A microtheme is one-page, single-spaced (approx. 500 word) analysis paper that focuses on a specific poem or a specific moment in a poem. Think of it as a microscope, and just as a microscope is used to zoom in on a particular organism or its constitutive parts in order to extrapolate and formulate larger concepts about the nature of the thing or its species, so should your microtheme zoom in on a poem, paying particular attention to its diction, figurative language, rhymes, rhythms, symbols and whatever else you find pertinent to an interpretation of it.

In your microthemes, you will be practicing what literary scholars call close reading (or slow reading).

You are required to write 7 of microthemes. They are due the day we discuss the respective group of poems, and should be posted in the respective Forum as well as submitted as a hard copy to me. They are to be written about a poem and not a poetics essay. Though you are required to write 7, you can write more. I will count your best 7 toward your grade. If you prefer, you can substitute one microtheme with a video recording of you reading a poem for that week. You must post this video to our Readings page. This video counts as full-credit, graded on completion. Be inventive.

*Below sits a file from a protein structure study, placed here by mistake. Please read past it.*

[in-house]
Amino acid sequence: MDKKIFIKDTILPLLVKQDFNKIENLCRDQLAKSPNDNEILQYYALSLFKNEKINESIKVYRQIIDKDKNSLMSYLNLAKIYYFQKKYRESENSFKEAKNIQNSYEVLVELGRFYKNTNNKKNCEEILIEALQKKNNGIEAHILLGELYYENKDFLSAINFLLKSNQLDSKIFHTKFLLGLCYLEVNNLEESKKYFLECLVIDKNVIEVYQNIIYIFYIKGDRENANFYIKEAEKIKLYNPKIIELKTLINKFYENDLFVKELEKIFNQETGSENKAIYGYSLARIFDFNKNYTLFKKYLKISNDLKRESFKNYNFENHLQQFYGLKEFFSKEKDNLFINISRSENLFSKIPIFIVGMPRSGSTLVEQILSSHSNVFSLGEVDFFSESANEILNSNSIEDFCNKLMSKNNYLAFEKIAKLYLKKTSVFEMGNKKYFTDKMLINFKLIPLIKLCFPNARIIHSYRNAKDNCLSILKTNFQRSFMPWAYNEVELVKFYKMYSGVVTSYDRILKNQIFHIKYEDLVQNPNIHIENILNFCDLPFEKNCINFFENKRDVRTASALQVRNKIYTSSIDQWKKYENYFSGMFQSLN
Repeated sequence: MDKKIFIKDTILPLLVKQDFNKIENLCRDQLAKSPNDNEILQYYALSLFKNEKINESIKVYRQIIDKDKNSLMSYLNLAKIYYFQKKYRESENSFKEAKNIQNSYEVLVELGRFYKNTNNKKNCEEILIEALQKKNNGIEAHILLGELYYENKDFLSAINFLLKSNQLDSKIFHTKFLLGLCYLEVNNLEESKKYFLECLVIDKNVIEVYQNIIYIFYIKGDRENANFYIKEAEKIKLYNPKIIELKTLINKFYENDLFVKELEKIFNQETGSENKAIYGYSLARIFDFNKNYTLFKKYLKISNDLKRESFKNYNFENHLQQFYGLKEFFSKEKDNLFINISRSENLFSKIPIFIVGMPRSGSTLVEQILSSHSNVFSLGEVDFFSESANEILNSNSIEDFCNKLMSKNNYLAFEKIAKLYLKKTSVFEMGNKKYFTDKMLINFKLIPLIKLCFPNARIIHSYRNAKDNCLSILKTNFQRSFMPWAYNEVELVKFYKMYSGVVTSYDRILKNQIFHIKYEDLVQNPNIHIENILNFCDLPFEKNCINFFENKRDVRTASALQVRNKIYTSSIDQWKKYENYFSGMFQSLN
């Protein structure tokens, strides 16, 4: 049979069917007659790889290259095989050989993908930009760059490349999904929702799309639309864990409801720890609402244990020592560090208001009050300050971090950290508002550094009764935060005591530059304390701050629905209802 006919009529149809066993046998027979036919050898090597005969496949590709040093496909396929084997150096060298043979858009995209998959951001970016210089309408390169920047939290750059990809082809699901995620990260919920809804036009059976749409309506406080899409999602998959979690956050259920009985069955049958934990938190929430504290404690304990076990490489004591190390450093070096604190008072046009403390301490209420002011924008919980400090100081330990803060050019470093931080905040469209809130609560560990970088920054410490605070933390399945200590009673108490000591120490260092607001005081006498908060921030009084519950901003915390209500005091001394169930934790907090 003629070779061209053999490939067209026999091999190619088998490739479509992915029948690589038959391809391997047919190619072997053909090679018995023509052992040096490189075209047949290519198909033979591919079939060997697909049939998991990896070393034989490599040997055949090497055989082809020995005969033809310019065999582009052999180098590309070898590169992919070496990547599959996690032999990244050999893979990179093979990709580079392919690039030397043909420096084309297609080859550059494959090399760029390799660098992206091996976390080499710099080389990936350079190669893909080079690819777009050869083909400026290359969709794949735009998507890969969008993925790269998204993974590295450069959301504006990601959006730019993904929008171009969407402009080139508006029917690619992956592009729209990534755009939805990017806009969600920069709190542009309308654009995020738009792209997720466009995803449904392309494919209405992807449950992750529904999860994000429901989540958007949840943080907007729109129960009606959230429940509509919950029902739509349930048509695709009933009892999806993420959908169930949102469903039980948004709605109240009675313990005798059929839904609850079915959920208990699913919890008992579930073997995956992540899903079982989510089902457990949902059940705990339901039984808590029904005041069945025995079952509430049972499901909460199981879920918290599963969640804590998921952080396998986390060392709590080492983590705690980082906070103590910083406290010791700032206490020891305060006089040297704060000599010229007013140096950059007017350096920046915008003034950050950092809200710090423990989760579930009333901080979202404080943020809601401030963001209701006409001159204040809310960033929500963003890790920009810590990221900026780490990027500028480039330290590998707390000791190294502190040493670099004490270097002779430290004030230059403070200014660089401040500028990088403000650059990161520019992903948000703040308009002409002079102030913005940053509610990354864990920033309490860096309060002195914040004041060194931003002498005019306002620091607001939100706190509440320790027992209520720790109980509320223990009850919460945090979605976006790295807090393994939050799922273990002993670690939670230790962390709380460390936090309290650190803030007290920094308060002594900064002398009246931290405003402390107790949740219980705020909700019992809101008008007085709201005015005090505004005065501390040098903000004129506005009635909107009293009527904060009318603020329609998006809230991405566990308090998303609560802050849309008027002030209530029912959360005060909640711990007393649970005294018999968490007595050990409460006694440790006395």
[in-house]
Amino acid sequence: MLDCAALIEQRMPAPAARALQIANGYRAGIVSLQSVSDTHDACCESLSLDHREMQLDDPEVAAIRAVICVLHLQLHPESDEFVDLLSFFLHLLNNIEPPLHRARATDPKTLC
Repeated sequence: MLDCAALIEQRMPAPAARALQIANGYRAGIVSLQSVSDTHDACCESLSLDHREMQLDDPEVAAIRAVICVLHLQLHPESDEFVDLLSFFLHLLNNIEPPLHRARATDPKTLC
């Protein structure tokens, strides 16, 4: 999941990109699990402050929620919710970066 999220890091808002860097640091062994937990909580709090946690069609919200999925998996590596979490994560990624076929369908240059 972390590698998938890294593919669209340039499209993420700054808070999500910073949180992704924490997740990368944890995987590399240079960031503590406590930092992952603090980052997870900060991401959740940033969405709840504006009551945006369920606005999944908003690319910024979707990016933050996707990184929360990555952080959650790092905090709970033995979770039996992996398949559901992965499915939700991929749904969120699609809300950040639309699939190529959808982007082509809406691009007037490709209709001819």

They are to be formal in tone; I expect coherent, grammatically correct, logical papers. Yet while formal, these essays are meant to be exploratory, and there are a couple of ways you might approach them. You might attempt to explain a poem, paying particular attention to the way it marshals particular poetic devices. Or say you find a poem incredibly confusing. You should describe the nature of the difficulty. Rather than explain the poem per se, you would discuss the techniques that make it difficult to understand as precisely as you can. Maybe a metaphor seems illogical, and so you would want to explain why it is illogical. Any paper that fails to meet the standards of college writing will require a rewrite. If you have to do five or more rewrites, you cannot get higher than a C for the course. They are due the day we begin to discuss a particular text. (If, for example, we discuss Frank O’Hara’s “Having A Coke With You” on Thursday, a microtheme about that poem is due that day, online and in hard copy, not after we discuss it.)

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